My Experience With Germanwings

I wrote this a few days ago, intending to post it later this week…

At the time this all happened in July 2011, I felt like Germanwings, with their overly cautious ways, were making our trip just terrible.  Their abundance of safety delayed us and delayed us and delayed us and I was so mad.  The recent Germanwings tragedy certainly puts my own experience into perspective.  Here is the post:

After a day that brought us to Nazareth, Capernaum, Jordan River, and Tel Aviv beach, we caught a taxi to Ben Gurion Airport, looking forward to boarding our Germanwings flight for a restful journey to Cologne.

We’d already had a long day… I’d been awake since 3:45 am. But as it turns out, our adventure was only just beginning.

I had PLENTY of opportunity to journal whilst waiting in various locations at the airport, so here’s what I wrote:

“At the Ben Gurion Airport, we experienced their higher level of security, which I was actually fine with.  Andrew passed through security with no trouble.  But Cara and Steve had their belongings thoroughly searched… though in my opinion this was done in a fairly organized and respectful way.  At least from my perspective, in the distance.  We were then led to the area to get our boarding passes and now had to go through hand baggage security.  We then found our gate.  We then had McDonald’s for supper…”

IMG_0806

Kosher = less delicious, sorry to say.

After a short wait, we boarded our plane.  Our seats were near the front.  Everything was going fairly smoothly.  Soon, we told ourselves, we’d be arriving at our destination.  Soon we’d be enjoying German food and beer and nestle into our bed and breakfast.

Boy we were wrong.  Wrong, wrong, WRONG.

First I must note, the seating on the plane was significant.  I was sitting between Andrew, who had the window seat, and a German fellow who stank to high heaven.  It was the single worst stench I’ve ever encountered… emanating from the man next to me hogging the armrest.  I could NOT handle it.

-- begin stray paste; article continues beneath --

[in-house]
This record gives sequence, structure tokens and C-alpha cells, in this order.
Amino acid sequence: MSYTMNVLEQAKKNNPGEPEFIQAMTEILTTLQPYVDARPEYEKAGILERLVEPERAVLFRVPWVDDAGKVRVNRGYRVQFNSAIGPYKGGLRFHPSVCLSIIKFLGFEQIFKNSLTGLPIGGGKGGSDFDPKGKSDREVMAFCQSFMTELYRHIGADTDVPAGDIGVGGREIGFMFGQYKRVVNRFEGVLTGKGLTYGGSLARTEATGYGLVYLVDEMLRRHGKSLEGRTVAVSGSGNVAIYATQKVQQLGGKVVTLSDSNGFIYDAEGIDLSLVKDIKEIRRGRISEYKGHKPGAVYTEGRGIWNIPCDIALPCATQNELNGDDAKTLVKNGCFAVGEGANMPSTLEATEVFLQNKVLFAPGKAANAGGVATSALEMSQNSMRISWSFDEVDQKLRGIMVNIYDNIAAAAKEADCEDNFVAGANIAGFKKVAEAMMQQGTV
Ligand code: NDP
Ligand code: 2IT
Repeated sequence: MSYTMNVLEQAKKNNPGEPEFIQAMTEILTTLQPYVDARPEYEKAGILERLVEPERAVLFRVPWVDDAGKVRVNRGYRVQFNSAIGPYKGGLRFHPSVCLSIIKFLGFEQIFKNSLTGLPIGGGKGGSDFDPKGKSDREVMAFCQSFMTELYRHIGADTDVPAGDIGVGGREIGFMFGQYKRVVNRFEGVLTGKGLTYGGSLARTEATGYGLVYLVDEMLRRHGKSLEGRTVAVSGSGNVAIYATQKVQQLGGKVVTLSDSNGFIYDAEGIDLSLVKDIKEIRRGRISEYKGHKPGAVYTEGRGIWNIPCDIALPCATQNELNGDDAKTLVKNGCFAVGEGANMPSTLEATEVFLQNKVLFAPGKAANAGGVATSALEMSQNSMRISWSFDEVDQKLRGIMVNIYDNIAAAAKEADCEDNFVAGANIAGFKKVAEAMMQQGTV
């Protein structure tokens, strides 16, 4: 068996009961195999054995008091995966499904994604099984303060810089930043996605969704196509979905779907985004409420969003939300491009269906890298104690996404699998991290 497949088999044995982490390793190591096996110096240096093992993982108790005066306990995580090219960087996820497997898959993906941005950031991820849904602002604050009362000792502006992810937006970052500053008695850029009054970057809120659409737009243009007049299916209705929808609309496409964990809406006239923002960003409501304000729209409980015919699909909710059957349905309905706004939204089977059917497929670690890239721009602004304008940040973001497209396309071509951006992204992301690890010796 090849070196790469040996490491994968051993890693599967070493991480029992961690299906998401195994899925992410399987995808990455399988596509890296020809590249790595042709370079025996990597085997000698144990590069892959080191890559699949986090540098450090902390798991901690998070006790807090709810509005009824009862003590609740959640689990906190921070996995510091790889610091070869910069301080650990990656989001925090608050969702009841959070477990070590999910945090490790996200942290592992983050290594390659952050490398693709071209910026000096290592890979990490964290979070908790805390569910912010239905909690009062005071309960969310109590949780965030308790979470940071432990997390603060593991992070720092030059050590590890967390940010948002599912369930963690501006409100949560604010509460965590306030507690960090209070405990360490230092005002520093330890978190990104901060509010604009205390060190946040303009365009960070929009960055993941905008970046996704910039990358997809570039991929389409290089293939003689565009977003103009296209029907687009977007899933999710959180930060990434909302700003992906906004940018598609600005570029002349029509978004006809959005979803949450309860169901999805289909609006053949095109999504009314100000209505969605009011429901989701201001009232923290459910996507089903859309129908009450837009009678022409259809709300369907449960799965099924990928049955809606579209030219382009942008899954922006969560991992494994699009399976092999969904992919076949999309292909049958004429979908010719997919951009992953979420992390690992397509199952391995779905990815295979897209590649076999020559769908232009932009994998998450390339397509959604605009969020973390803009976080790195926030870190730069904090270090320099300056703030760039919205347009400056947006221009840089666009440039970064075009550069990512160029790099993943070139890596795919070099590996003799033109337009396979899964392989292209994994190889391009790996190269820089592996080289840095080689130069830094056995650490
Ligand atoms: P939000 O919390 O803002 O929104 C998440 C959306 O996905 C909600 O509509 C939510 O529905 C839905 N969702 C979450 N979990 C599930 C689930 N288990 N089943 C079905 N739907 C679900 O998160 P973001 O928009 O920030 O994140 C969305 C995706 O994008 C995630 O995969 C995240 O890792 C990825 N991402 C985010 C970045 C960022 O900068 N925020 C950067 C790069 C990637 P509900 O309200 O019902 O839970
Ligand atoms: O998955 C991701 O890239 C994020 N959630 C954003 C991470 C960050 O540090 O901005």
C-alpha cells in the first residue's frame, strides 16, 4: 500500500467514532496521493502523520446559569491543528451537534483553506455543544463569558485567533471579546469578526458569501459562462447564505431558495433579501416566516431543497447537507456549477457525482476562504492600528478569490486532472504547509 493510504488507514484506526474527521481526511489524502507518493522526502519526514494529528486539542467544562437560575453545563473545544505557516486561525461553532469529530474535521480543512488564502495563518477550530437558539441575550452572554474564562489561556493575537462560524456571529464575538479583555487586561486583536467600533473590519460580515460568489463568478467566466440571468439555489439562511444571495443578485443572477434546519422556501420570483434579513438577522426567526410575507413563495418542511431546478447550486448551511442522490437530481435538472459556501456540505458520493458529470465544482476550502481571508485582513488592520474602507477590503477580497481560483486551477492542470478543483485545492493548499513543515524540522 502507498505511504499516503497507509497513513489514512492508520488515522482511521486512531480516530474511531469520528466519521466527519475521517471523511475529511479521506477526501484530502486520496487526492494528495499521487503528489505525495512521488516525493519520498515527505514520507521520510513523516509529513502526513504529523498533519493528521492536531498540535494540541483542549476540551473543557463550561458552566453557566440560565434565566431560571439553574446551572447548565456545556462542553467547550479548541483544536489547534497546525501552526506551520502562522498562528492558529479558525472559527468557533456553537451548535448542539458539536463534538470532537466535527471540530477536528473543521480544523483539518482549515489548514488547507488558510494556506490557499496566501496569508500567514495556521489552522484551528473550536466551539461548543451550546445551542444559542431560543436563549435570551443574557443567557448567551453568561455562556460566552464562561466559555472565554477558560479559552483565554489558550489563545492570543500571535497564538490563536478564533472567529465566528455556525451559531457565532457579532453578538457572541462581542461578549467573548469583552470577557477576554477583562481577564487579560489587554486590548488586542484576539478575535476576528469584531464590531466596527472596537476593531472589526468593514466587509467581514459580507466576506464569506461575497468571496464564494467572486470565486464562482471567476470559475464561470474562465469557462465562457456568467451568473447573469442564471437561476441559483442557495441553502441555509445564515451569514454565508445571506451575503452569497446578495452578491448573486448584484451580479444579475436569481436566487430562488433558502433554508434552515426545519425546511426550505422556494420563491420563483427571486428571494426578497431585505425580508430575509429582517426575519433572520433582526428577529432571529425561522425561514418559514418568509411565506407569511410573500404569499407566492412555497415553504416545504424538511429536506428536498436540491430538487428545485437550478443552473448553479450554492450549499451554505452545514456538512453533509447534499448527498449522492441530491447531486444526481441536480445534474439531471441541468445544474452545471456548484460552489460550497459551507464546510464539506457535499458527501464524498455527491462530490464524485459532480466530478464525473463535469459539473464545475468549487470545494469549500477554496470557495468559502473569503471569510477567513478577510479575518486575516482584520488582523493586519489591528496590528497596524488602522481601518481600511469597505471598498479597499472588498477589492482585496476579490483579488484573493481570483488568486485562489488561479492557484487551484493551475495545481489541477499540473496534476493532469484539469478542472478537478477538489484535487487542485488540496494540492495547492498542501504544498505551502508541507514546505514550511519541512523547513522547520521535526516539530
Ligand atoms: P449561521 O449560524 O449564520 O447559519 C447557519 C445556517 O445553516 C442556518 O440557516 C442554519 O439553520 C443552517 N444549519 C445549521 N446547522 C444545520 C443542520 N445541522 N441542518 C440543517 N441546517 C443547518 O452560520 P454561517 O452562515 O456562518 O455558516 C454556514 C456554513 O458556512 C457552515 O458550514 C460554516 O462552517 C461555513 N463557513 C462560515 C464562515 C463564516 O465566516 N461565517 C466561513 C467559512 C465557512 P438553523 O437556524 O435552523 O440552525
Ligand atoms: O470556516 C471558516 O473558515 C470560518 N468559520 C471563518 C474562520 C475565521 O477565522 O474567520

Between fits of coughing and gagging at the terrible aroma, I declared to Andrew, “I cannot BELIEVE how badly this guy smells!”  Andrew later told me the guy had been reading a book in English.  If he could read English, he could probably understand it, too.  I responded, “GOOD!  He SHOULD be told just how badly he stinks!  It’s so offensive!”

Driven to desperation, I turned around and looked at Steve who was seated behind me, and smiled sweetly.  “Hey Steve, wanna trade seats?”

Steve, familiar with my aversion to strange men, assumed I was merely concerned that the guy beside me was a pervert.  So, being a good friend, he rolled his eyes and then willingly gave up his seat between two pleasantly-scented women, which I eagerly claimed.

As soon as we were situated in our new seats, I leaned forward and whispered, “Hey Steve.  Have you figured out why I wanted to trade with you?” His response: flipping me the bird.  Yep, he was now experiencing the stench for himself. “I deserve that,” I told him.  “And yet, I will never regret this.”

I then cackled gleefully like the very mean person that I am.  HAHAHAHA (sorry Steve… okay still not sorry actually.)

My glee was cut short.  We still hadn’t left the tarmac, and commotion was erupting on the plane.

It was a “medical emergency”.  The pilot was calling for a doctor.  People left their seats and began crowding the front of the plane yelling in Hebrew and Spanish and I’m not sure what else.

Since we were seated right there at the front, we merely observed, and the girl sitting next to Cara and I told us what was going on — very bad news for us — the airport shuts down at 2 am.  Our flight was late to leave at 1:30 am, but the medical emergency delayed our flight to the point that now the airport was closed and we all had to get off the plane. Nooooooooooo!

Yes.  😦 IMG_0807

Back inside the airport. Cara’s accurately expressing how we felt about all this.

We got onto a people-moving vehicle which deposited us into some sort of holding pen.  Maybe about 150 people.  At one point the airport staff began explaining things in Hebrew and all the people that understood (seemingly everyone except us) became furious and immediately began yelling.  It was quite a sight to see (and hear).  Also, we were aware that any announcement made them angry, would probably also make us angry.

Another thing that made us angry –> the supposed “medical emergency”.  You know what that turned out to be?  A guy afraid of flying.  He got on the plane and promptly had a panic attack.  Gahhhhh!  Okay so listen — if you’re afraid of flying, DON’T FUCKING GET ON THE PLANE.  Either that or self-medicate.  JEEPERS. IMG_0808 I journaled at this time, as I had nothing else to do: